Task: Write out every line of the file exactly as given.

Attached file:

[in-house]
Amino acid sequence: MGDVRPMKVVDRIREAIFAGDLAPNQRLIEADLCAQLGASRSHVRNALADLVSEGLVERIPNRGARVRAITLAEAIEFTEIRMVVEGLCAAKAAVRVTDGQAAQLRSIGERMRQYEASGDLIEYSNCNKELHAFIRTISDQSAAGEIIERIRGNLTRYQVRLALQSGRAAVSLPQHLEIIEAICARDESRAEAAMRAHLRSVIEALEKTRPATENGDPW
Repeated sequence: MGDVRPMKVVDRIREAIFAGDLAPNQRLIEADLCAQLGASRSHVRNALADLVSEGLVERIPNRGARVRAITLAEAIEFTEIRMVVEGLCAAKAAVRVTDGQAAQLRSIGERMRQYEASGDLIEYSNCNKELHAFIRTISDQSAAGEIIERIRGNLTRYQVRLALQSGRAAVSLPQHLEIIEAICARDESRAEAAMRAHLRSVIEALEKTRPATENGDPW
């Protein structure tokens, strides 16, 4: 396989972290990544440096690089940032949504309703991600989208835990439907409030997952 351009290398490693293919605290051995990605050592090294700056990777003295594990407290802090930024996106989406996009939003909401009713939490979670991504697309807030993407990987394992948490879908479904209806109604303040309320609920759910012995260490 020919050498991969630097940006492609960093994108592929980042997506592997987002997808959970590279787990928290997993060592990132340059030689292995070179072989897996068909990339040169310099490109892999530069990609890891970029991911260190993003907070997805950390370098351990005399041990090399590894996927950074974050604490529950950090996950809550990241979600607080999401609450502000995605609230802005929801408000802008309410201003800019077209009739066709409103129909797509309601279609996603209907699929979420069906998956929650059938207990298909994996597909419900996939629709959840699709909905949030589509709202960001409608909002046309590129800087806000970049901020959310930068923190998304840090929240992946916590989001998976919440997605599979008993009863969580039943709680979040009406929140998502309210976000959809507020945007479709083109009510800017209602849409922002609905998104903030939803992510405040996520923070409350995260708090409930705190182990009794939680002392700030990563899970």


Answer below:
[in-house]
Amino acid sequence: MGDVRPMKVVDRIREAIFAGDLAPNQRLIEADLCAQLGASRSHVRNALADLVSEGLVERIPNRGARVRAITLAEAIEFTEIRMVVEGLCAAKAAVRVTDGQAAQLRSIGERMRQYEASGDLIEYSNCNKELHAFIRTISDQSAAGEIIERIRGNLTRYQVRLALQSGRAAVSLPQHLEIIEAICARDESRAEAAMRAHLRSVIEALEKTRPATENGDPW
Repeated sequence: MGDVRPMKVVDRIREAIFAGDLAPNQRLIEADLCAQLGASRSHVRNALADLVSEGLVERIPNRGARVRAITLAEAIEFTEIRMVVEGLCAAKAAVRVTDGQAAQLRSIGERMRQYEASGDLIEYSNCNKELHAFIRTISDQSAAGEIIERIRGNLTRYQVRLALQSGRAAVSLPQHLEIIEAICARDESRAEAAMRAHLRSVIEALEKTRPATENGDPW
């Protein structure tokens, strides 16, 4: 396989972290990544440096690089940032949504309703991600989208835990439907409030997952 351009290398490693293919605290051995990605050592090294700056990777003295594990407290802090930024996106989406996009939003909401009713939490979670991504697309807030993407990987394992948490879908479904209806109604303040309320609920759910012995260490 020919050498991969630097940006492609960093994108592929980042997506592997987002997808959970590279787990928290997993060592990132340059030689292995070179072989897996068909990339040169310099490109892999530069990609890891970029991911260190993003907070997805950390370098351990005399041990090399590894996927950074974050604490529950950090996950809550990241979600607080999401609450502000995605609230802005929801408000802008309410201003800019077209009739066709409103129909797509309601279609996603209907699929979420069906998956929650059938207990298909994996597909419900996939629709959840699709909905949030589509709202960001409608909002046309590129800087806000970049901020959310930068923190998304840090929240992946916590989001998976919440997605599979008993009863969580039943709680979040009406929140998502309210976000959809507020945007479709083109009510800017209602849409922002609905998104903030939803992510405040996520923070409350995260708090409930705190182990009794939680002392700030990563899970």